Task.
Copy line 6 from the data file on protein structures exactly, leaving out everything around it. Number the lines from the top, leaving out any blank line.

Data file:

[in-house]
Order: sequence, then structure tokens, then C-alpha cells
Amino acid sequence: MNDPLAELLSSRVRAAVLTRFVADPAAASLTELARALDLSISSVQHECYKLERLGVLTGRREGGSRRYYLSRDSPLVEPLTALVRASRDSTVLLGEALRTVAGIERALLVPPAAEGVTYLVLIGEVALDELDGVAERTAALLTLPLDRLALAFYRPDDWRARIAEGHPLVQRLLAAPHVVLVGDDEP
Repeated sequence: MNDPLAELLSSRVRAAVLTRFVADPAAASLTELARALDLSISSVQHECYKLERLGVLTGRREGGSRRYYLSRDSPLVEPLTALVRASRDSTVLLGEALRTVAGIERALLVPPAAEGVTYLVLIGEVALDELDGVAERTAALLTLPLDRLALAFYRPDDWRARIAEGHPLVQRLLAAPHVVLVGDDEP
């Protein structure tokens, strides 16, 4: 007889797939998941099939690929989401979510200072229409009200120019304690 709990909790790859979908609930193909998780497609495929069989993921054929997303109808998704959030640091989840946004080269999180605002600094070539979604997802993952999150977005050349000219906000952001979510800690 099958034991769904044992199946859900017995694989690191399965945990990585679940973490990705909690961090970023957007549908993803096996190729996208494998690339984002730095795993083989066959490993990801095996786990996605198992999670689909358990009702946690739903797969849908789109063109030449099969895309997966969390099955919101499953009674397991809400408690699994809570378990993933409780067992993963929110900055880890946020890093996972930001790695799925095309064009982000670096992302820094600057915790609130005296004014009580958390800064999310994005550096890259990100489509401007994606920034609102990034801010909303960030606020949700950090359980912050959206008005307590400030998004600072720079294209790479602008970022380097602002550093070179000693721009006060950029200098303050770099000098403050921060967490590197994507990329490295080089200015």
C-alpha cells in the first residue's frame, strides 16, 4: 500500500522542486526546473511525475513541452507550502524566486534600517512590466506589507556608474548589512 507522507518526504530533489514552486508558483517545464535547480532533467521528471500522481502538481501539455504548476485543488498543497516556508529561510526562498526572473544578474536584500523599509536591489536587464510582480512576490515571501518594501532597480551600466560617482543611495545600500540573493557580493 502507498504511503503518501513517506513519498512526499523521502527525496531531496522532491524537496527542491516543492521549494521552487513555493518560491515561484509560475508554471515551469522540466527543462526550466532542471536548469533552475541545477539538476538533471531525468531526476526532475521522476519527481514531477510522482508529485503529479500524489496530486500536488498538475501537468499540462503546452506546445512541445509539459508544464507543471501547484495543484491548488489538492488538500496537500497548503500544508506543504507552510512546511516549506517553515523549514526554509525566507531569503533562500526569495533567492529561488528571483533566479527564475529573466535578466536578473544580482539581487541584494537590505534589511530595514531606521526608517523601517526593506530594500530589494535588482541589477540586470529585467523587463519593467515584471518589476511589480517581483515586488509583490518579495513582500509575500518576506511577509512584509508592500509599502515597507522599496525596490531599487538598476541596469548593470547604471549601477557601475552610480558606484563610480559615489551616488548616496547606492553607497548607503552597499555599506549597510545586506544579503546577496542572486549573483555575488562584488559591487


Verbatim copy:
C-alpha cells in the first residue's frame, strides 16, 4: 500500500522542486526546473511525475513541452507550502524566486534600517512590466506589507556608474548589512 507522507518526504530533489514552486508558483517545464535547480532533467521528471500522481502538481501539455504548476485543488498543497516556508529561510526562498526572473544578474536584500523599509536591489536587464510582480512576490515571501518594501532597480551600466560617482543611495545600500540573493557580493 502507498504511503503518501513517506513519498512526499523521502527525496531531496522532491524537496527542491516543492521549494521552487513555493518560491515561484509560475508554471515551469522540466527543462526550466532542471536548469533552475541545477539538476538533471531525468531526476526532475521522476519527481514531477510522482508529485503529479500524489496530486500536488498538475501537468499540462503546452506546445512541445509539459508544464507543471501547484495543484491548488489538492488538500496537500497548503500544508506543504507552510512546511516549506517553515523549514526554509525566507531569503533562500526569495533567492529561488528571483533566479527564475529573466535578466536578473544580482539581487541584494537590505534589511530595514531606521526608517523601517526593506530594500530589494535588482541589477540586470529585467523587463519593467515584471518589476511589480517581483515586488509583490518579495513582500509575500518576506511577509512584509508592500509599502515597507522599496525596490531599487538598476541596469548593470547604471549601477557601475552610480558606484563610480559615489551616488548616496547606492553607497548607503552597499555599506549597510545586506544579503546577496542572486549573483555575488562584488559591487